Growing up, my dad made it a point to tell me and my sister that he loved us and was proud of us. It was appreciated, even when he was awkward about it which was fairly often. I never connected the dots until I was in my thirties. The reason he did that for us was because his father never did it for him. My grandfather was 70 when I was born, and the hard man my father had grown up with had softened around the edges, but you could still catch glimpses of the steel beneath the veneer. You could still see the man who had ruled his family with an iron fist.

Parents teach us important lessons. For young boys, their father is the first one they look up to as a hero. I know I did. I know my father did. But all too often, we find our heroes to be flawed and fallen members of humanity. I know I am. I know my father is, and his father before him. But the lesson my father taught me, and that I carry with me, is to be better than I was the day before. Take his example and surpass it. It’s what he did by being there for me every day of my youth. Even missing that game, which in the grand scheme of things meant very little, his words were still there with me and driving me on.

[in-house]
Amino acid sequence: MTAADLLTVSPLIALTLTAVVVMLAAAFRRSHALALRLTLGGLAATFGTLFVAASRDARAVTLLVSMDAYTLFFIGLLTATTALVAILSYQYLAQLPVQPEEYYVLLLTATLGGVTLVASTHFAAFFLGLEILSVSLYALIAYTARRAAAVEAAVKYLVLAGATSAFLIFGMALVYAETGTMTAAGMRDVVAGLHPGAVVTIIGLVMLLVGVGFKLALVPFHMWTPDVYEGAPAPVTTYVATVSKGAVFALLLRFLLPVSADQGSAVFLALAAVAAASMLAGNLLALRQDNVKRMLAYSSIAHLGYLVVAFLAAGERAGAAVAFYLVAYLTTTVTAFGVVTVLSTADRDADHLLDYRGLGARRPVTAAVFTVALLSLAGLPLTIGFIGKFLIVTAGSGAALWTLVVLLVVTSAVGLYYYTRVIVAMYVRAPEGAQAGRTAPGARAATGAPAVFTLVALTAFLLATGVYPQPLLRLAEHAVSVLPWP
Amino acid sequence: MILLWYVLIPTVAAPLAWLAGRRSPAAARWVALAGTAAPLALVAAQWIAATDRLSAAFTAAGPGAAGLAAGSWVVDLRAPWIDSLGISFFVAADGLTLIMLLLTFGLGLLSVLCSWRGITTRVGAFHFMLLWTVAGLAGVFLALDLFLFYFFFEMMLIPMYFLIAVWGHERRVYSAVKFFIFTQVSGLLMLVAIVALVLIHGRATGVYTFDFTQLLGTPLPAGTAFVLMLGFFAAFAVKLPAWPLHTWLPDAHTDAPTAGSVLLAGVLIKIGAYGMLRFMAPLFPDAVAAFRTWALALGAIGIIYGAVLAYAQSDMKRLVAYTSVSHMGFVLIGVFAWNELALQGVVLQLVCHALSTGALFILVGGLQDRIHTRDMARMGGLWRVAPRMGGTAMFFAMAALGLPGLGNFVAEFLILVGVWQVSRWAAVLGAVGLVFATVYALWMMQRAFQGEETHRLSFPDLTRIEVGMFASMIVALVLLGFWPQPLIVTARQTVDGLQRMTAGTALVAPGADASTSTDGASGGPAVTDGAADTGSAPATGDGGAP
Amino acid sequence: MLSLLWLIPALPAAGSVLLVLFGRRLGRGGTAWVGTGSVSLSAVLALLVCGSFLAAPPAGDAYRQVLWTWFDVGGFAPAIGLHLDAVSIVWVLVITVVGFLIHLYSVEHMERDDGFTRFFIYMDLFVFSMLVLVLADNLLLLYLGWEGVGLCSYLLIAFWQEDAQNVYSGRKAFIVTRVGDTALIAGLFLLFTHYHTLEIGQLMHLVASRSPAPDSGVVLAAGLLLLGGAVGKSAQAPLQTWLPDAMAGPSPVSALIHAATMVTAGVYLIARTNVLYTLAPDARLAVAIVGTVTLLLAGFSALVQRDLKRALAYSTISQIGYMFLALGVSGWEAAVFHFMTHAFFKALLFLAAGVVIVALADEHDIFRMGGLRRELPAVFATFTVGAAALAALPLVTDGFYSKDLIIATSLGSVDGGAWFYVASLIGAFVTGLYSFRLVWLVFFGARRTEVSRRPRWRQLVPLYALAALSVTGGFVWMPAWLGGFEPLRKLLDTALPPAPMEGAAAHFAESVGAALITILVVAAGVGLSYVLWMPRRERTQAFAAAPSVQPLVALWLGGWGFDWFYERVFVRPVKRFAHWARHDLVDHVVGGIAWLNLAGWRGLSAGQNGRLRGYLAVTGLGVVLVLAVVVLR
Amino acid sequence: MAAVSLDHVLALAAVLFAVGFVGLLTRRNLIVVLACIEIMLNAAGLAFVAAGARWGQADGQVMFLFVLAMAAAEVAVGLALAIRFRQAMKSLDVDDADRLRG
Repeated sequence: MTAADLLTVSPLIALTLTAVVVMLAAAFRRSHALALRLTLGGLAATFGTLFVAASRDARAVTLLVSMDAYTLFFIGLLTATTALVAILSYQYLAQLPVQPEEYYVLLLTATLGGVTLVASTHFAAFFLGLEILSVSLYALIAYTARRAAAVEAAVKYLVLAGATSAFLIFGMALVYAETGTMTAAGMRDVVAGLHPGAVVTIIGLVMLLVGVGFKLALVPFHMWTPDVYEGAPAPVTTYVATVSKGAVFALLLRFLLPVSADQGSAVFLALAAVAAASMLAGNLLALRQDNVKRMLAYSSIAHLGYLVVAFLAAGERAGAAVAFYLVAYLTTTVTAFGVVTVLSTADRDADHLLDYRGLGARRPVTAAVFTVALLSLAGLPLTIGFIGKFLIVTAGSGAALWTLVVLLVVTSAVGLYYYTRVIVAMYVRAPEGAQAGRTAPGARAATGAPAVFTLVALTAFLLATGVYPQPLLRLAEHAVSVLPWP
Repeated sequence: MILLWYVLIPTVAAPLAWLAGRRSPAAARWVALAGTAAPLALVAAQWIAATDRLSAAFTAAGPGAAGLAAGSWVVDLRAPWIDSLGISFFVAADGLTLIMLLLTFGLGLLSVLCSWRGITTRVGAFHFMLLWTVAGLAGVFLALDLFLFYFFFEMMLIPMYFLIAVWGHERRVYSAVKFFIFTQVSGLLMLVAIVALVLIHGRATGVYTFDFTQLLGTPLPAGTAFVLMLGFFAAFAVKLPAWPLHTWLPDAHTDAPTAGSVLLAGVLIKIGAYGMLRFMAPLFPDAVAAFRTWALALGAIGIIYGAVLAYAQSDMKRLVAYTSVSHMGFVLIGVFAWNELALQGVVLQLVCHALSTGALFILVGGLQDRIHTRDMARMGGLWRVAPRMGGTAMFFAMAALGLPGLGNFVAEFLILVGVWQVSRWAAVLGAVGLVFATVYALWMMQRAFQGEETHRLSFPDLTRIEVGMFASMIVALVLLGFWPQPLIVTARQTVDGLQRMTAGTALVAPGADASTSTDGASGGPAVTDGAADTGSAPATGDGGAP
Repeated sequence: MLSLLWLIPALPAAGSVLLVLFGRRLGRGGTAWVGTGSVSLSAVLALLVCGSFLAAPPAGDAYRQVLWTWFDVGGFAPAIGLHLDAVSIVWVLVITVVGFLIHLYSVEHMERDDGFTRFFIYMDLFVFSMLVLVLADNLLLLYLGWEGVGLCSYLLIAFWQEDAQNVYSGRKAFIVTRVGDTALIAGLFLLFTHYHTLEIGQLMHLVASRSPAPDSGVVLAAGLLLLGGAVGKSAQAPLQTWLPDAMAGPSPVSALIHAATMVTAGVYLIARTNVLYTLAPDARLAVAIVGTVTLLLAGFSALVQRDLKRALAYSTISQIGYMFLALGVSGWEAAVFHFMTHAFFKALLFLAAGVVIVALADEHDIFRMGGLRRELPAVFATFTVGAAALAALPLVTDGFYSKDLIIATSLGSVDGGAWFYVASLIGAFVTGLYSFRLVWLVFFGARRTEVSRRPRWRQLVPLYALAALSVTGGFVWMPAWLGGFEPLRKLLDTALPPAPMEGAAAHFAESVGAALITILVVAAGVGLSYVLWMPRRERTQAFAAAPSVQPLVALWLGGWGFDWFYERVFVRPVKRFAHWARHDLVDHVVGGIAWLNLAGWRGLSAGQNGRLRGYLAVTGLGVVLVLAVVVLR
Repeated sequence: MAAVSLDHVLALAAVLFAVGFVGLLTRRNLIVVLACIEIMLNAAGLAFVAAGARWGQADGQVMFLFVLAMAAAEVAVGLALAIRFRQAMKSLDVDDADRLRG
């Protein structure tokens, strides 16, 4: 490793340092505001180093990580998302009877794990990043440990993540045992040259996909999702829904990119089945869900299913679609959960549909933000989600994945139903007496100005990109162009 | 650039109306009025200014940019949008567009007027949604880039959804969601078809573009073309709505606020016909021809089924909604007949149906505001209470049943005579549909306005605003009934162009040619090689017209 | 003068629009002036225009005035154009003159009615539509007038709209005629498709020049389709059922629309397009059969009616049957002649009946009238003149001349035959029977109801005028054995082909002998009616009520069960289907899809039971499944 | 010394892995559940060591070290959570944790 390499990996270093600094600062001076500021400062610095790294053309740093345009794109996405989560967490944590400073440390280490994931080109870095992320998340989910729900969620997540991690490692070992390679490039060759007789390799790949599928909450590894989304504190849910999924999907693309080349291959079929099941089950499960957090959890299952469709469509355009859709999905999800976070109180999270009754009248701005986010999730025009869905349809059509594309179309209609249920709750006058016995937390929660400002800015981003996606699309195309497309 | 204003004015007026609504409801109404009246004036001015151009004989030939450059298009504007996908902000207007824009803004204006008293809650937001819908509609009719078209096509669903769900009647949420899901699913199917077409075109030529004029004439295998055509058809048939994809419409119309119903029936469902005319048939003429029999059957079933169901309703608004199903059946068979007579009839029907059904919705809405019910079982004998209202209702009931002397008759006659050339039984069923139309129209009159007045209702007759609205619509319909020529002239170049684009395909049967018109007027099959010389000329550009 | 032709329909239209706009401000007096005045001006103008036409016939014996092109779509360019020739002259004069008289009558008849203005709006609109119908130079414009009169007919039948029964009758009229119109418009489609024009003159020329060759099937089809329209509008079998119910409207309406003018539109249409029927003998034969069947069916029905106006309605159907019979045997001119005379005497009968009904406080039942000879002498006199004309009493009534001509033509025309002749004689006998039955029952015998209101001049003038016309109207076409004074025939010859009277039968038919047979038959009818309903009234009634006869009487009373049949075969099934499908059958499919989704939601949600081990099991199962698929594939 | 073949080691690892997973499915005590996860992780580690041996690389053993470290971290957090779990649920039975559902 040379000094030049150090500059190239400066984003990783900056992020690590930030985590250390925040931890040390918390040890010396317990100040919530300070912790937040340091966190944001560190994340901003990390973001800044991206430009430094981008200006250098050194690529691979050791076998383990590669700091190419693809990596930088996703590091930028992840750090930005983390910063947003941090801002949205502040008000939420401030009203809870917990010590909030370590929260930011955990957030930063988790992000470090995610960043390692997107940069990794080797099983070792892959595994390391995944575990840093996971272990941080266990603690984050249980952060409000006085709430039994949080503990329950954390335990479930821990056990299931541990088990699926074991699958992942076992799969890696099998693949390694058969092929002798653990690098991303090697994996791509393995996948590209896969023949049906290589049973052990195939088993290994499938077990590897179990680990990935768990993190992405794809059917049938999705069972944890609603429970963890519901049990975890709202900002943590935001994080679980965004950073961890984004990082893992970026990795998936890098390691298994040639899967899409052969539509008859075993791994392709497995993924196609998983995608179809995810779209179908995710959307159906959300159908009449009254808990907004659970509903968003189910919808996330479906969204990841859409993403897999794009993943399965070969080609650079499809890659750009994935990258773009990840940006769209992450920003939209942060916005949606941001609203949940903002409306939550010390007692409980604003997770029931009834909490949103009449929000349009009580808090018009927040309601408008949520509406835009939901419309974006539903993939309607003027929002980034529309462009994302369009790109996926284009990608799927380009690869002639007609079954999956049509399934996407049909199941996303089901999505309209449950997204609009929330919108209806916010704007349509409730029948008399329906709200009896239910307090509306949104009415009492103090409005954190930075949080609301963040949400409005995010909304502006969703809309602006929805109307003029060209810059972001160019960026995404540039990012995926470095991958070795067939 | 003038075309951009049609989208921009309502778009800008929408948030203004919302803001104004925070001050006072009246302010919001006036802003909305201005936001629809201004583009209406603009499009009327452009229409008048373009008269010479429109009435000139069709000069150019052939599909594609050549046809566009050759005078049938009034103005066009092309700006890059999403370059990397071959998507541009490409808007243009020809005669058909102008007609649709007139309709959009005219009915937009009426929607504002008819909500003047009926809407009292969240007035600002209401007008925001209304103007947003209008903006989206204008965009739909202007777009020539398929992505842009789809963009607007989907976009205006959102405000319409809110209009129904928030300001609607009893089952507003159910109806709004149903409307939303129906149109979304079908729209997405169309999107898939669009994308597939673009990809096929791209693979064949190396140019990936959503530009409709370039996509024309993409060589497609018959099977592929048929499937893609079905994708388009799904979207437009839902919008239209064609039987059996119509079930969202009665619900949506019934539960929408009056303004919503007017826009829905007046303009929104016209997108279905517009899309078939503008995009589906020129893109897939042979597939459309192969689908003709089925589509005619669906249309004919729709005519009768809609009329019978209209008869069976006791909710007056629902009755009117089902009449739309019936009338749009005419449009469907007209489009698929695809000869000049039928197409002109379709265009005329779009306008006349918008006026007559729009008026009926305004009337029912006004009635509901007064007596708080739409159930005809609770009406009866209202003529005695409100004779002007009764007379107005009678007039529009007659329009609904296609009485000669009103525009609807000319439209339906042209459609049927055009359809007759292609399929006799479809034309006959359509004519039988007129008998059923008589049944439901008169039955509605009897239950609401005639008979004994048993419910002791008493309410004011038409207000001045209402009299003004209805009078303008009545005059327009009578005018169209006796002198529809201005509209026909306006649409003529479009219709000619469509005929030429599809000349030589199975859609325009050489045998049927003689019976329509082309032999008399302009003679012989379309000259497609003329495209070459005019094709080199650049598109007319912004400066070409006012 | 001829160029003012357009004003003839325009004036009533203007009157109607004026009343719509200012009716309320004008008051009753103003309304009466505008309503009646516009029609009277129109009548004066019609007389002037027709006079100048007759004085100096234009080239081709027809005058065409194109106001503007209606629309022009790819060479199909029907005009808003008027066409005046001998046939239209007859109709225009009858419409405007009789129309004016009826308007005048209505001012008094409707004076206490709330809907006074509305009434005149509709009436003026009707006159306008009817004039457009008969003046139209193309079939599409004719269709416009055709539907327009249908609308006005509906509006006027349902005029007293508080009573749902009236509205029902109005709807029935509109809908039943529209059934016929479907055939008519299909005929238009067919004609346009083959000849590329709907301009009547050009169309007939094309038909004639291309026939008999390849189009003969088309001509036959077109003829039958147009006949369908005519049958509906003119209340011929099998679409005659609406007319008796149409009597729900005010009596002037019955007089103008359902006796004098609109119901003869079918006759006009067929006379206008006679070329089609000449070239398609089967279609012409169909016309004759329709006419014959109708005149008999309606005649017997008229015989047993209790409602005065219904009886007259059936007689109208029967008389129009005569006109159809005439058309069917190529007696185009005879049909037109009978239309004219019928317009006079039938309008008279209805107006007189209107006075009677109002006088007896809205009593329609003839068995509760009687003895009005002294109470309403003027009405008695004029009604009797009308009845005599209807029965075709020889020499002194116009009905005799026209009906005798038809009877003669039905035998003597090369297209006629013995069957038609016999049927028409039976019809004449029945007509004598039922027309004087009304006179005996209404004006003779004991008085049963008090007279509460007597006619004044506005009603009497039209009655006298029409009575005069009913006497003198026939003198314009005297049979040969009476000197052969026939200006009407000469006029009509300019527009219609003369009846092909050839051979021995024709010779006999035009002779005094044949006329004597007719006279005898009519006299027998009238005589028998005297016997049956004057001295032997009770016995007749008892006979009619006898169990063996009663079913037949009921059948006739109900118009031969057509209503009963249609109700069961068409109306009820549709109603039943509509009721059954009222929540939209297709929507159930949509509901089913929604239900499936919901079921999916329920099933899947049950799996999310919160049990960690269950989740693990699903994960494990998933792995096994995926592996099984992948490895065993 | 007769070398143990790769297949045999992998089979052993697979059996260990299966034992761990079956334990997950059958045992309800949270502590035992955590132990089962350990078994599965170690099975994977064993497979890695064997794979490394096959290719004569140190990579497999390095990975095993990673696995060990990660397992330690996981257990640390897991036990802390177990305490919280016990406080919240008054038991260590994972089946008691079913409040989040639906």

Recently, I left the church I grew up in. This obviously didn’t sit well with my parents and there were emotional ‘discussions’ with both of them. The one with my dad stands out though. When I told him my intentions to join the Catholic Church, he told me that when we talked about my conversion, “the conversation will begin with ‘I love you’ and it will end with ‘I love you.’” Then through tears he told me why. Those were words his father had never told him. At least not until he was a grown man. My heart broke for him. My dad’s the strongest man I’ve ever known, but I heard the boy just wanting his father to love him. I felt the decades of pain spill out as the unspoken truth finally came into the light. How much had he overcome to be the father he was to me?

When we had the conversation, he was true to his word.

I think that’s the greatest gift I’ve ever received. There’s never been a moment where I had to wonder if my father loved me. He made sure I knew it, even if he was an imperfect messenger. Two promises were made to me as a kid: “what’s mine is yours and what’s yours is mine” and “no matter what happens, you can always come home.” I’ve never doubted either to be true.

Walking off the mound that night, I felt like I was on top of the world. And even though my dad wasn’t physically there to watch me play, I knew he was ‘watching’ from afar. Imploring me to ‘stay aggressive’ and that win or lose, I was loved and he was proud of me.


About the author

John Moore

Engineer who wants to go pro at writing. Lover of all things sci-fi and fantasy.

Catholic trying to balance faith and reason in my work and build something beautiful along the way.

Reader insights


Excellent work. Looking forward to reading more!

Top insight

  1. Heartfelt and relatable

    The story invoked strong personal emotions